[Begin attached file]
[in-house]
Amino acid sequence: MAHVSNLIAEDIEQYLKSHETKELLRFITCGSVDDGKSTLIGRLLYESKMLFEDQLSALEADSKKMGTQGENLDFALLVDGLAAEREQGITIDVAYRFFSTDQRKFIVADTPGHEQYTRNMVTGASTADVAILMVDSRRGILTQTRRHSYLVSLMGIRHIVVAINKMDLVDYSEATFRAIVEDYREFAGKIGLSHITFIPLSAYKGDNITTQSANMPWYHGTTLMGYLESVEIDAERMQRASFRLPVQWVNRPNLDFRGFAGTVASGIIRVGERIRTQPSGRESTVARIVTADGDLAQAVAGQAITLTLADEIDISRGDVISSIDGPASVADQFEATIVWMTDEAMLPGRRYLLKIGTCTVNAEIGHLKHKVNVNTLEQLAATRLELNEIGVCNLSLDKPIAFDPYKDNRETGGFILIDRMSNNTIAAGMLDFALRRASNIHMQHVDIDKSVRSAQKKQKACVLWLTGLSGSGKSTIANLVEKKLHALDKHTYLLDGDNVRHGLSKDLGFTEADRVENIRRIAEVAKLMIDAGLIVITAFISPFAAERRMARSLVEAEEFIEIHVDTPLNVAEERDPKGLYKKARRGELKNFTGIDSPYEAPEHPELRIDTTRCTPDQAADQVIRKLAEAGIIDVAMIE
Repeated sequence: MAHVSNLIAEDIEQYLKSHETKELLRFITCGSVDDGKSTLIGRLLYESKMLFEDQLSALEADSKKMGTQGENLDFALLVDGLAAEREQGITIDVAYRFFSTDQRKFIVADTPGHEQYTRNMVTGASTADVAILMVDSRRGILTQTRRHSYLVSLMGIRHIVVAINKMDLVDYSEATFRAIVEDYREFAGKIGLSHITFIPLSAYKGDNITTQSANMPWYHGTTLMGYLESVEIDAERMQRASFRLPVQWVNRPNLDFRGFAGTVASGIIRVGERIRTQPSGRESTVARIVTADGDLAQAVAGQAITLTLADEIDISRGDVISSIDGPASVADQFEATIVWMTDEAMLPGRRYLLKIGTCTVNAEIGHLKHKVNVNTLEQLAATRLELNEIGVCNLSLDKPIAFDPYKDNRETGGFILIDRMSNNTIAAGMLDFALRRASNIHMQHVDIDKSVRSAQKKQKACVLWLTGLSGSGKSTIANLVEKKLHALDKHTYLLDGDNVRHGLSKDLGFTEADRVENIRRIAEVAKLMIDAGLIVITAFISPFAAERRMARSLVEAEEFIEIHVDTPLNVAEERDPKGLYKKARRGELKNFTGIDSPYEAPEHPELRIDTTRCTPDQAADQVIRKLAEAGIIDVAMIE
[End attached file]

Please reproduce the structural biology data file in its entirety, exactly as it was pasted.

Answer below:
[in-house]
Amino acid sequence: MAHVSNLIAEDIEQYLKSHETKELLRFITCGSVDDGKSTLIGRLLYESKMLFEDQLSALEADSKKMGTQGENLDFALLVDGLAAEREQGITIDVAYRFFSTDQRKFIVADTPGHEQYTRNMVTGASTADVAILMVDSRRGILTQTRRHSYLVSLMGIRHIVVAINKMDLVDYSEATFRAIVEDYREFAGKIGLSHITFIPLSAYKGDNITTQSANMPWYHGTTLMGYLESVEIDAERMQRASFRLPVQWVNRPNLDFRGFAGTVASGIIRVGERIRTQPSGRESTVARIVTADGDLAQAVAGQAITLTLADEIDISRGDVISSIDGPASVADQFEATIVWMTDEAMLPGRRYLLKIGTCTVNAEIGHLKHKVNVNTLEQLAATRLELNEIGVCNLSLDKPIAFDPYKDNRETGGFILIDRMSNNTIAAGMLDFALRRASNIHMQHVDIDKSVRSAQKKQKACVLWLTGLSGSGKSTIANLVEKKLHALDKHTYLLDGDNVRHGLSKDLGFTEADRVENIRRIAEVAKLMIDAGLIVITAFISPFAAERRMARSLVEAEEFIEIHVDTPLNVAEERDPKGLYKKARRGELKNFTGIDSPYEAPEHPELRIDTTRCTPDQAADQVIRKLAEAGIIDVAMIE
Repeated sequence: MAHVSNLIAEDIEQYLKSHETKELLRFITCGSVDDGKSTLIGRLLYESKMLFEDQLSALEADSKKMGTQGENLDFALLVDGLAAEREQGITIDVAYRFFSTDQRKFIVADTPGHEQYTRNMVTGASTADVAILMVDSRRGILTQTRRHSYLVSLMGIRHIVVAINKMDLVDYSEATFRAIVEDYREFAGKIGLSHITFIPLSAYKGDNITTQSANMPWYHGTTLMGYLESVEIDAERMQRASFRLPVQWVNRPNLDFRGFAGTVASGIIRVGERIRTQPSGRESTVARIVTADGDLAQAVAGQAITLTLADEIDISRGDVISSIDGPASVADQFEATIVWMTDEAMLPGRRYLLKIGTCTVNAEIGHLKHKVNVNTLEQLAATRLELNEIGVCNLSLDKPIAFDPYKDNRETGGFILIDRMSNNTIAAGMLDFALRRASNIHMQHVDIDKSVRSAQKKQKACVLWLTGLSGSGKSTIANLVEKKLHALDKHTYLLDGDNVRHGLSKDLGFTEADRVENIRRIAEVAKLMIDAGLIVITAFISPFAAERRMARSLVEAEEFIEIHVDTPLNVAEERDPKGLYKKARRGELKNFTGIDSPYEAPEHPELRIDTTRCTPDQAADQVIRKLAEAGIIDVAMIE